Explore fruit's savory possibilities with Abra Berens' new cookbook

Todd A. Price
Nashville Tennessean
The savory fruit recipes in "Pulp" by Abra Berens include poached salmon with rhubarb salad and pine nut relish. (Courtesy of Chronicle Books)

The chef and cookbook author Abra Berens often gets compliments on her cooking that are a bit backhanded.

"More often than I really am comfortable with, people say that didn't sound good but I really liked it," Berens said.

Often, people are suspicious of savory dishes with fruit, a common approach in Berens cooking. In "Pulp," her latest cookbook, she explores how to roast, poach, stew and bake apples, apricots, cherries, grapes, melon and more. And for each technique, she offers both a sweet and savory recipe.

"We all kind of lean back on the things we normally do," Berens said. "You're looking for inspiration, which is the problem that all cookbooks are trying to solve.

Making fruit savory

The most common way to add fruit to a savory course is in a salad or with a sauce. Think of the mango chutney, which was all the rage when Berens was growing up in the '80s. (And try not to think of raspberry vinaigrette, which was also in fashion but needs to be forgotten).

Dried cherries are common in a spinach salad. It's hardly pushing the boundaries to include blueberries instead, Berens.

"Fruit in savory components is generally an accent more than the entire thing," she said.

Many fruits can be substituted for vinegar to add acid. Fruit can add the sweetness that normally comes from sugar. But fruit also adds textures and often bright colors.

"Pulp: A Practical Guide to Cooking with Fruit" by Abra Berens

The recipes in "Pulp" include roasted chicken with rosemary poached apples, grilled melons with tahini and ginger plum-glazed ribs.

And in case you're wondering, Berens does approve of pineapple on pizza, although she prefers it with pepperoni instead of ham along with Calabrian chilies.

Don't forget the farmers

In "Pulp," between the enticing recipes and encyclopedic information on fruits of all kinds, Berens offers a clear-eyed explanation of the American agricultural system.

"My Northstar in my career is to provide a link between the consumer and the producer, because I've worked on vegetable farms," she said.

Abra Berens' latest book is "Pulp: A Practical Guide to Cooking with Fruit." (Courtesy of Chronicle Books)

She dismisses the myth that organic produce is healthier for us, but it's probably healthier for the environment and the people who pick our fruits and vegetables. She explains why buying local is good for our communities, but she cautions against making moral judgments about anyone who buys their fruit from a supermarket.

"In short, I think there are a lot of good reasons to participate in your local-seasonal food economy, but it does not make you more worthy," she writes. "If the convenience of buying out-of-season, non-local berries means that you and your family will cook a pie together, buy those berries!"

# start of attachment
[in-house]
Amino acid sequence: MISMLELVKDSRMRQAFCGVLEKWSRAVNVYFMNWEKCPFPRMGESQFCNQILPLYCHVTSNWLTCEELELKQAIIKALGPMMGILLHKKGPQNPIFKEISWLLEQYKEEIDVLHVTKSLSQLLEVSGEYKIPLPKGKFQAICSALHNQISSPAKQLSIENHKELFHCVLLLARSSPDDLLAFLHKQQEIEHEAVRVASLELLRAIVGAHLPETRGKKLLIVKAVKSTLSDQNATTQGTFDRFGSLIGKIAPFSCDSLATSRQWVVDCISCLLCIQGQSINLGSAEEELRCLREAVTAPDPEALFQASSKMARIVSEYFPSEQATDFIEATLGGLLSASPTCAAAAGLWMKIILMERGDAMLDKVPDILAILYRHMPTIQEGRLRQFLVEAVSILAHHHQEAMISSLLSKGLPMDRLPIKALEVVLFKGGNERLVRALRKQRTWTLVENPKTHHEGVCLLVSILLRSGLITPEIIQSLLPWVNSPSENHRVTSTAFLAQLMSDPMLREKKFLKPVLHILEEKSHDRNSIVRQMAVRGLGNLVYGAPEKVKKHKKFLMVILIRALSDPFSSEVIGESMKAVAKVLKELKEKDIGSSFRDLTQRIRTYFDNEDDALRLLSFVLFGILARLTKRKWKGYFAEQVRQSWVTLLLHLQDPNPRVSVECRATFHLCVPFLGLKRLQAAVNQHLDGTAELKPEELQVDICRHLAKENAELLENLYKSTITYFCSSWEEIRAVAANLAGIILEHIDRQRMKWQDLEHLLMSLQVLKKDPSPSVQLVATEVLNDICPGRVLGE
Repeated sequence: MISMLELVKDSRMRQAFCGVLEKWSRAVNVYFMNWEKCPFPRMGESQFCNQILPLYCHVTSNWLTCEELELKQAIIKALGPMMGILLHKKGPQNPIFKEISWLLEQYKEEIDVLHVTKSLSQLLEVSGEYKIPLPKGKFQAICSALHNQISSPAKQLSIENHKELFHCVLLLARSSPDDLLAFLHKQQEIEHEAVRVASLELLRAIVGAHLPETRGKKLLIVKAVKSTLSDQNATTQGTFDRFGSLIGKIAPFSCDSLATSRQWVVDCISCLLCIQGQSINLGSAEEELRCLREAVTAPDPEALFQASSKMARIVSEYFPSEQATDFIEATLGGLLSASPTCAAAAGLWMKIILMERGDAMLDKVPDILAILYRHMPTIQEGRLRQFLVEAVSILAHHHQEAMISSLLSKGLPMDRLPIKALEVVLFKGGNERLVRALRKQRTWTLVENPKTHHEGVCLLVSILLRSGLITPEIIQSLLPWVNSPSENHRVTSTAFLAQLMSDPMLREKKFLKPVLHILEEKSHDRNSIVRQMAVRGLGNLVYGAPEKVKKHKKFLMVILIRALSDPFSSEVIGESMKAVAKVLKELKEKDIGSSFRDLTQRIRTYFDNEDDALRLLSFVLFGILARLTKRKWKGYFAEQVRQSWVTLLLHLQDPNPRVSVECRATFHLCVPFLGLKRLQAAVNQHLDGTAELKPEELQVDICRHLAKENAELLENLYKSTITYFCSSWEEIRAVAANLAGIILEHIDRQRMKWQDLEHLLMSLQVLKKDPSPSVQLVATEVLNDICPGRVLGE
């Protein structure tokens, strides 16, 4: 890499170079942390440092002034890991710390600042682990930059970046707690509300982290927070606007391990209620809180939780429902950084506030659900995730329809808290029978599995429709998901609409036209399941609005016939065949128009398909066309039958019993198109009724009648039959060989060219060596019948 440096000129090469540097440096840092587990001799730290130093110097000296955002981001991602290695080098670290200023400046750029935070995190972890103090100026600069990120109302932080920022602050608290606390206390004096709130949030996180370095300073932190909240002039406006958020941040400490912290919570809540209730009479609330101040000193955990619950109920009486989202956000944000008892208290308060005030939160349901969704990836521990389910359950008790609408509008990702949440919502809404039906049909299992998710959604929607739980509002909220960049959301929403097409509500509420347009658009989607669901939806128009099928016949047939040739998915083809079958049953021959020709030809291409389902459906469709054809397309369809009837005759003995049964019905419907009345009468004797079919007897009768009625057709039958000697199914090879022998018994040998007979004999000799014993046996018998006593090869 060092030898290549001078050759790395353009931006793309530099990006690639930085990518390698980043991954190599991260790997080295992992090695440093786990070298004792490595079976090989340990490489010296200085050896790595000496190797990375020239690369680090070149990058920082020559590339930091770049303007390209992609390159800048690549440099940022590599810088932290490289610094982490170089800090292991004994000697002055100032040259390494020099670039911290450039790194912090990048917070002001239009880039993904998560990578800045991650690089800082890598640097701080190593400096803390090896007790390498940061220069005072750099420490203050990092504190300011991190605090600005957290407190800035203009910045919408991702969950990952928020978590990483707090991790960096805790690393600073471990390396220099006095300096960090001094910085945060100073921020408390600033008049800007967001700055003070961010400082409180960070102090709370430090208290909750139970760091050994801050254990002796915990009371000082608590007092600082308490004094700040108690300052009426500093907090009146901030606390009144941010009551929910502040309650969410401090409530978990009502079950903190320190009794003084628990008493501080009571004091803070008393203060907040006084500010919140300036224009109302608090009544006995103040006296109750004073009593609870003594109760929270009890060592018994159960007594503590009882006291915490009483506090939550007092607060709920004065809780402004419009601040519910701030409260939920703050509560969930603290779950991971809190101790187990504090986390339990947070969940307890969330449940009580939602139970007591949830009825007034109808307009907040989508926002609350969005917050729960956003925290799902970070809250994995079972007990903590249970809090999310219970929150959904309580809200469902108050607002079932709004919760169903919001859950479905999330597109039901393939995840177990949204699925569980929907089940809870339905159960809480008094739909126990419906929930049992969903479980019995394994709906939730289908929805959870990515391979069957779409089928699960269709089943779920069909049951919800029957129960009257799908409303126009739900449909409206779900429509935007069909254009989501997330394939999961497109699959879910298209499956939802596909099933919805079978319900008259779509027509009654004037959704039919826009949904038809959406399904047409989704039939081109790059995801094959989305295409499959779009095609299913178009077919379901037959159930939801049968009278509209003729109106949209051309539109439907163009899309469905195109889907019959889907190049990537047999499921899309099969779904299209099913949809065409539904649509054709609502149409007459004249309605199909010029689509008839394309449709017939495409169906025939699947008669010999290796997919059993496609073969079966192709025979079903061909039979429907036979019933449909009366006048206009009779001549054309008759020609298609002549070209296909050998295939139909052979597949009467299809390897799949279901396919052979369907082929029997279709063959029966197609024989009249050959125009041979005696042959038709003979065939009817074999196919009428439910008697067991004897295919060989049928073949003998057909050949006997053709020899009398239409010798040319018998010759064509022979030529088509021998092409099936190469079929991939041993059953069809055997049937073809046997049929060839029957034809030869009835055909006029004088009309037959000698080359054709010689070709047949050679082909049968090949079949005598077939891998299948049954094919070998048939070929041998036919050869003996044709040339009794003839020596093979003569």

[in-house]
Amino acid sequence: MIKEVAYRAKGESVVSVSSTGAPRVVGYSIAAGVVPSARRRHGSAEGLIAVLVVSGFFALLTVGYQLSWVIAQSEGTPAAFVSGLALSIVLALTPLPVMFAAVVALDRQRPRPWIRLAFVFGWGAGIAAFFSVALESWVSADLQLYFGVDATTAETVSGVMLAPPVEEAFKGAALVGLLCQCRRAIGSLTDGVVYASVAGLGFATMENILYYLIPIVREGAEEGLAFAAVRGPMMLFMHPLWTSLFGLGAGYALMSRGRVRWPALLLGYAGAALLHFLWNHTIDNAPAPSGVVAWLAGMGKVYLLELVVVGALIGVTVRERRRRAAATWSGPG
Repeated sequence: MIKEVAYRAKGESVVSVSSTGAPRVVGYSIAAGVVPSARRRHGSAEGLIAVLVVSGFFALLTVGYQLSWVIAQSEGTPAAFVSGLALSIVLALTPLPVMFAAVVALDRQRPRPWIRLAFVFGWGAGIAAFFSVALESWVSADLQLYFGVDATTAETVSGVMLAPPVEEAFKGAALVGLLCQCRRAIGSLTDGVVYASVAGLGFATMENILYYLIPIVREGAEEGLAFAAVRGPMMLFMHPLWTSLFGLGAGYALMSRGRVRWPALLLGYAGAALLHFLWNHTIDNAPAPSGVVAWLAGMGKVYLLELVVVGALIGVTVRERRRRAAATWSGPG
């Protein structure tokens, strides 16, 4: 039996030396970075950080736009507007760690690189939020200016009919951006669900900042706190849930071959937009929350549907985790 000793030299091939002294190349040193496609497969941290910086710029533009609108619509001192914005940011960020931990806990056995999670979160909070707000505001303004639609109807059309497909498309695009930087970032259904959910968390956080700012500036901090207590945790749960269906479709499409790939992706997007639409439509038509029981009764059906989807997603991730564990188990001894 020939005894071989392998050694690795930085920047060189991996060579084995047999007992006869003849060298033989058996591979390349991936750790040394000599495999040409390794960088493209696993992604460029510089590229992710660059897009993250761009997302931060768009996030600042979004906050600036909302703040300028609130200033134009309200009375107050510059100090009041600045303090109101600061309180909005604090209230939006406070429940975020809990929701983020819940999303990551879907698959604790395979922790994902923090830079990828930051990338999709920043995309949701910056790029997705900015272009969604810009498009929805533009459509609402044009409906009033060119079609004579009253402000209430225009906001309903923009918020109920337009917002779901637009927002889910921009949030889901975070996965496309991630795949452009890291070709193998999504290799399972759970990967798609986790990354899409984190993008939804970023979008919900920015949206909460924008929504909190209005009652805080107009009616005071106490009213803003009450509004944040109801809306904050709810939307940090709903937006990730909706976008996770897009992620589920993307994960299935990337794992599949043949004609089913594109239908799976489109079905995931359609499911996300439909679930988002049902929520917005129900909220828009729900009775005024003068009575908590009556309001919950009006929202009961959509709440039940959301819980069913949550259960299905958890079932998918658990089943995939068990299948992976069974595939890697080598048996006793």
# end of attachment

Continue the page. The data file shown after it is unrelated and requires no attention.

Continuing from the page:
"Pulp" also includes interviews with farm workers and the people who support them. For Berens, people matter the most.

"The sheer number of people who harvest our food who are food insecure is immoral, quite frankly," she said.

Poached salmon with rhubarb salad and pine nut relish

This dish is all about contrasts: buttery salmon, the crunch of rhubarb and fennel, peppery arugula and the singular fatty texture of pine nuts. Fish can be poached in plain water or stock but fortifying the liquid with aromatics adds depth of flavor. Just don’t let it deter you if you don’t have any on hand. If doubling this recipe for a larger party, it may be easier to slow cook the salmon side rather than poach it. To do so, simply bake on a parchment-lined baking sheet, skin-side down, at 300°F until cooked through, about 40 minutes. Then lift the fish from the parchment, leaving the skin (that probably stuck anyway) behind.

Serves 4


1 onion (about 8 ounces), cut into chunks4 stalks celery (about 8 ounces), cut into chunks3 bay leaves5 sprigs thyme1 tablespoon salt4 fillets of salmon or one full side, skin on (about 2 pounds total)4 tablespoons (2 ounces) butter10-inch long stalk rhubarb1 head fennel (about 5 ounces)1 lemon (about 1.5 ounces), zest and juice½ cup olive oil, plus more as needed¼ cup pine nuts, toasted and roughly chopped1 small shallot, minced10 sprigs parsley4 ounces arugula


In a medium pot, place the onion, celery, bay leaves, thyme and salt evenly across the bottom. Lay the fish fillets, skin-side down, on top. Add enough water to the pot to just cover the fish fillets, then dot with the butter. Over medium heat, bring the poaching liquid to a simmer and then remove from the heat. Leave the fish in the liquid to carry over cooking until just cooked through, about 7 minutes, depending on the thickness of the fish. The fish will start to leach the white albumin from between the muscle layers. Lift the fish from the poaching liquid and gently peel the skin away.

Meanwhile, slice the rhubarb and fennel very thinly with a sharp knife or mandoline. Immediately dress with the lemon zest and juice, and a big glug of olive oil.

In a small bowl, combine the pine nuts, shallot, olive oil and parsley with a big pinch of salt, and stir to mix. Drain the fennel and rhubarb, then toss with the arugula, a big glug of olive oil and pinch of salt to coat.

To serve, top the fish with the salad and spoon the pine nut relish all over.

Reprinted from "Pulp: A Practical Guide to Cooking with Fruit" by Abra Berens, with permission by Chronicle Books, 2023.